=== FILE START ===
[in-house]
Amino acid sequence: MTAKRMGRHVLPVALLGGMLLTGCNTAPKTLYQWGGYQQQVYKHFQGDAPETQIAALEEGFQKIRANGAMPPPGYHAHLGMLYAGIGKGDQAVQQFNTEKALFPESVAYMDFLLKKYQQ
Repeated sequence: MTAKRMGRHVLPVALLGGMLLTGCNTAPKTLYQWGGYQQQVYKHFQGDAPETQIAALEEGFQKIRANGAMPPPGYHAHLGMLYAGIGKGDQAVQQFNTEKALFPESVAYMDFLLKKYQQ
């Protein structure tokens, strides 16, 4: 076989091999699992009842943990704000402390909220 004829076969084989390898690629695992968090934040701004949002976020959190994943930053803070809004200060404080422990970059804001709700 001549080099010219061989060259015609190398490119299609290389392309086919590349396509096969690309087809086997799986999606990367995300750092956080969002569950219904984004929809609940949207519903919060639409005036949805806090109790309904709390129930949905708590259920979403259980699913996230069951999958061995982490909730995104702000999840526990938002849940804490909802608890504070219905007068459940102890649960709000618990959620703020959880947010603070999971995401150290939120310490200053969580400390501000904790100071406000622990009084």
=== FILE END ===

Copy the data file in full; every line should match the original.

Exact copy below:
[in-house]
Amino acid sequence: MTAKRMGRHVLPVALLGGMLLTGCNTAPKTLYQWGGYQQQVYKHFQGDAPETQIAALEEGFQKIRANGAMPPPGYHAHLGMLYAGIGKGDQAVQQFNTEKALFPESVAYMDFLLKKYQQ
Repeated sequence: MTAKRMGRHVLPVALLGGMLLTGCNTAPKTLYQWGGYQQQVYKHFQGDAPETQIAALEEGFQKIRANGAMPPPGYHAHLGMLYAGIGKGDQAVQQFNTEKALFPESVAYMDFLLKKYQQ
């Protein structure tokens, strides 16, 4: 076989091999699992009842943990704000402390909220 004829076969084989390898690629695992968090934040701004949002976020959190994943930053803070809004200060404080422990970059804001709700 001549080099010219061989060259015609190398490119299609290389392309086919590349396509096969690309087809086997799986999606990367995300750092956080969002569950219904984004929809609940949207519903919060639409005036949805806090109790309904709390129930949905708590259920979403259980699913996230069951999958061995982490909730995104702000999840526990938002849940804490909802608890504070219905007068459940102890649960709000618990959620703020959880947010603070999971995401150290939120310490200053969580400390501000904790100071406000622990009084």